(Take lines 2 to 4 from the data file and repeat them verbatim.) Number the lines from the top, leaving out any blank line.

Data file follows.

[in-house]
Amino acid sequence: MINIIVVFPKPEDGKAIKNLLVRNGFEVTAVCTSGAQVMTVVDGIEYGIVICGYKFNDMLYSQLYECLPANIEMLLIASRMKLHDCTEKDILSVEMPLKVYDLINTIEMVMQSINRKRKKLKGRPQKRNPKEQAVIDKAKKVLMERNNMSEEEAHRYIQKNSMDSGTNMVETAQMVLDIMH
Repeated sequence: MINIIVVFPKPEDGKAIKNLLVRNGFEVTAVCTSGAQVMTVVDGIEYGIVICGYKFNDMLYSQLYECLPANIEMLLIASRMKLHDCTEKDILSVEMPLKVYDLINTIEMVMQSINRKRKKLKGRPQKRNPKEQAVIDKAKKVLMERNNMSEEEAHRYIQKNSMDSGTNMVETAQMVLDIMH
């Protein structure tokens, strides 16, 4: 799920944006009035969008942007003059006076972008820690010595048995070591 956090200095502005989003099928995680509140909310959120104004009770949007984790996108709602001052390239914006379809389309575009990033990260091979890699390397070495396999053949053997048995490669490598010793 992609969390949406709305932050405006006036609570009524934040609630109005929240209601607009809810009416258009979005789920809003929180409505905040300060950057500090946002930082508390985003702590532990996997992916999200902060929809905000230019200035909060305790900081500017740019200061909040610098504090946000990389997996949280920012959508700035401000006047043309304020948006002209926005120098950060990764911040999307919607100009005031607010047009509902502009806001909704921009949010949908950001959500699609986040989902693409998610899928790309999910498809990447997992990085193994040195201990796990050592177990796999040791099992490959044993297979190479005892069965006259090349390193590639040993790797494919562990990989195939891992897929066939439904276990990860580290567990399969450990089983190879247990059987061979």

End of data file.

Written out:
Amino acid sequence: MINIIVVFPKPEDGKAIKNLLVRNGFEVTAVCTSGAQVMTVVDGIEYGIVICGYKFNDMLYSQLYECLPANIEMLLIASRMKLHDCTEKDILSVEMPLKVYDLINTIEMVMQSINRKRKKLKGRPQKRNPKEQAVIDKAKKVLMERNNMSEEEAHRYIQKNSMDSGTNMVETAQMVLDIMH
Repeated sequence: MINIIVVFPKPEDGKAIKNLLVRNGFEVTAVCTSGAQVMTVVDGIEYGIVICGYKFNDMLYSQLYECLPANIEMLLIASRMKLHDCTEKDILSVEMPLKVYDLINTIEMVMQSINRKRKKLKGRPQKRNPKEQAVIDKAKKVLMERNNMSEEEAHRYIQKNSMDSGTNMVETAQMVLDIMH
């Protein structure tokens, strides 16, 4: 799920944006009035969008942007003059006076972008820690010595048995070591 956090200095502005989003099928995680509140909310959120104004009770949007984790996108709602001052390239914006379809389309575009990033990260091979890699390397070495396999053949053997048995490669490598010793 992609969390949406709305932050405006006036609570009524934040609630109005929240209601607009809810009416258009979005789920809003929180409505905040300060950057500090946002930082508390985003702590532990996997992916999200902060929809905000230019200035909060305790900081500017740019200061909040610098504090946000990389997996949280920012959508700035401000006047043309304020948006002209926005120098950060990764911040999307919607100009005031607010047009509902502009806001909704921009949010949908950001959500699609986040989902693409998610899928790309999910498809990447997992990085193994040195201990796990050592177990796999040791099992490959044993297979190479005892069965006259090349390193590639040993790797494919562990990989195939891992897929066939439904276990990860580290567990399969450990089983190879247990059987061979």